For me, yoga is all about the art of the possible. But often we stop because we aren’t able to “achieve” or do the things that we think we ‘should’ do.
You sit cross-legged and start to meditate. It lasts a minute. Your mind is brimming with thoughts and feelings. You practice an asana – say uttanasa (folding forward from hips pose). You find you can barely reach your knees let alone the floor with your finger tips. You try to follow your breathing – inhaling and exhaling normally but simply observing your breath. Your mind jumps in with a “to do” list. You pick up the Bhagavad Gita to start to read it, but your eyes glaze over and you would prefer a cup of tea.
There is a tendency amongst us all perhaps, to berate ourselves for not meditating for 20 minutes, or touching our toes in uttanasa. To tell ourselves off for thinking about everything other than our breath observation or not finishing the first few verses of the bhagavad gita.
The same can apply to so many things. But maybe we are looking at this the wrong way round. Maybe rather than thinking about the outcome or result – we should be considering what is possible – the possibility. This seems much more liberating and empowering. And after all, we have to start with everything somewhere. So why not start with a question: “what is possible if I do this?”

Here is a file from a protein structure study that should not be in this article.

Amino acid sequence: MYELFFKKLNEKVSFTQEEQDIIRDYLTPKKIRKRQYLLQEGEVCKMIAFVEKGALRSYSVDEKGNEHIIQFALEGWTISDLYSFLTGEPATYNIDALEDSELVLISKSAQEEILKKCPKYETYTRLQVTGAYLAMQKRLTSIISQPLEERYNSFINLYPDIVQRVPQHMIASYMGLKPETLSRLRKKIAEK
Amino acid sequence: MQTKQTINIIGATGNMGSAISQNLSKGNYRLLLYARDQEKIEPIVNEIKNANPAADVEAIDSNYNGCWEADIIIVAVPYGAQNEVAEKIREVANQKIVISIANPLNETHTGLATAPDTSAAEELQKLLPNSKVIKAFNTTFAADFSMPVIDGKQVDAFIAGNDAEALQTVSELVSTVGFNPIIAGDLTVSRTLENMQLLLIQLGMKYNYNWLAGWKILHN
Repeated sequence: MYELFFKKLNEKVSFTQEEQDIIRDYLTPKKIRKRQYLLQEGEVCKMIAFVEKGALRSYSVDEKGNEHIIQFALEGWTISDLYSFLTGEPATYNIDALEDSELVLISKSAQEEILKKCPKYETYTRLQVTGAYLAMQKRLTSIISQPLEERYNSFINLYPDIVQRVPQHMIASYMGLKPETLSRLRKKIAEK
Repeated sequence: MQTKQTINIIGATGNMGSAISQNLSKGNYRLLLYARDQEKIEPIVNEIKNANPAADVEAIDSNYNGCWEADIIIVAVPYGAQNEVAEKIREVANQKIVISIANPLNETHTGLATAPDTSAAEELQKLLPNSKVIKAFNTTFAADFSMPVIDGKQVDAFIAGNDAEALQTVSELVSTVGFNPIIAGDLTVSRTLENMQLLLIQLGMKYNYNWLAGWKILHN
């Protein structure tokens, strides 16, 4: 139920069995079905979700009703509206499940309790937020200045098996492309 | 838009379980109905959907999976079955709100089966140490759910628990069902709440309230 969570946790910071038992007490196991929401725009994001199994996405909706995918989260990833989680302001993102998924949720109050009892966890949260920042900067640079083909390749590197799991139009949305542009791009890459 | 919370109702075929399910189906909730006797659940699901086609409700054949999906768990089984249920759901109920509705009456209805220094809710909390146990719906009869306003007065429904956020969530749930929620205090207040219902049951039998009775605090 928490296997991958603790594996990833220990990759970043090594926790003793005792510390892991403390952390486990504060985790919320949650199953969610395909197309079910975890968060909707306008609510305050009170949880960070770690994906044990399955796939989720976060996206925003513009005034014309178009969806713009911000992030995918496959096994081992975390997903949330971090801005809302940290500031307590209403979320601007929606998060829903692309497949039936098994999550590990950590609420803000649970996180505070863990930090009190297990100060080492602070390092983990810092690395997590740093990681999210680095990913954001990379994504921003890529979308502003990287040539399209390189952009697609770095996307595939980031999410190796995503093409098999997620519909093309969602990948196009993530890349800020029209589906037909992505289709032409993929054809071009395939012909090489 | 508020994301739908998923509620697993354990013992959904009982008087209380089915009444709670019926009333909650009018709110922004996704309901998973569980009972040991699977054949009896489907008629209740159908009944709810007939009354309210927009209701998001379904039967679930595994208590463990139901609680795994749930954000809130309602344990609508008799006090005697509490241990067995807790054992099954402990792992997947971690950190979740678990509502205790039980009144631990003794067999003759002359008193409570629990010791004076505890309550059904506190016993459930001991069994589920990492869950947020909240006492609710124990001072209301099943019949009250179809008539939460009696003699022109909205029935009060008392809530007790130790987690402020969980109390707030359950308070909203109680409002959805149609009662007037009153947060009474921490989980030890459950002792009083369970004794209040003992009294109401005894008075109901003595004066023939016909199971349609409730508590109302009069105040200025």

My thinking about the art of the possible stretches back some forty years when I was on holiday as a teenager with my family. We were on a sandy beach in France. It’s called Sables d’Olonne. The clue is in the word ‘Sables’. It means sandy. the tourist board describe the beach there as being 3 kilometres of pure, fine sand. Ideal for sunbathing and frolicking in the sea.
While my family set up for a day of sunbathing, I prepared to go fossil hunting, despite people around me suggesting that this was not an ideal fossil hunting place. But I loved fossil hunting, and it seemed to me to be a good excuse to be walking in nature, by the sea and finding relics from millions of years ago. I was fascinated with geology and nature generally so this felt like a good thing to do. It still does, and if I am on a shoreline I will still wonder off to look for fossils and other relics.
After walking for about half an hour, I was astonished to find an ammonite lying on the sand. I looked around. There were no other rocks or cliff faces around me. I picked it up, and in a state of wonderment, walked back to my family to show them. It is fair to say, that they and others were astonished too.
The ammonite which is pictured here, has stayed with me ever since. It is solid proof that anything is possible.
The art of the possible only requires three things: an openness to anything being possible, a desire to explore and investigate, and a natural curiosity.
Thinking about yoga (or anything really), if you are aware of the possibility – the minute meditating is a start, the forward bend as far as you can go is a move in the right direction, observing your breath has to begin somewhere and well, at least you opened the Bhagavad Gita and read the first verse.
There is another thing that helps open up possibility and that is making a start. Turning up or taking a step and moving forward, are both starting points. When you make an effort or start to – anything is possible. With a sense of openness, curiosity and a desire to explore added to that initial start – anything is possible – in yoga, fossil hunting, or in life more generally.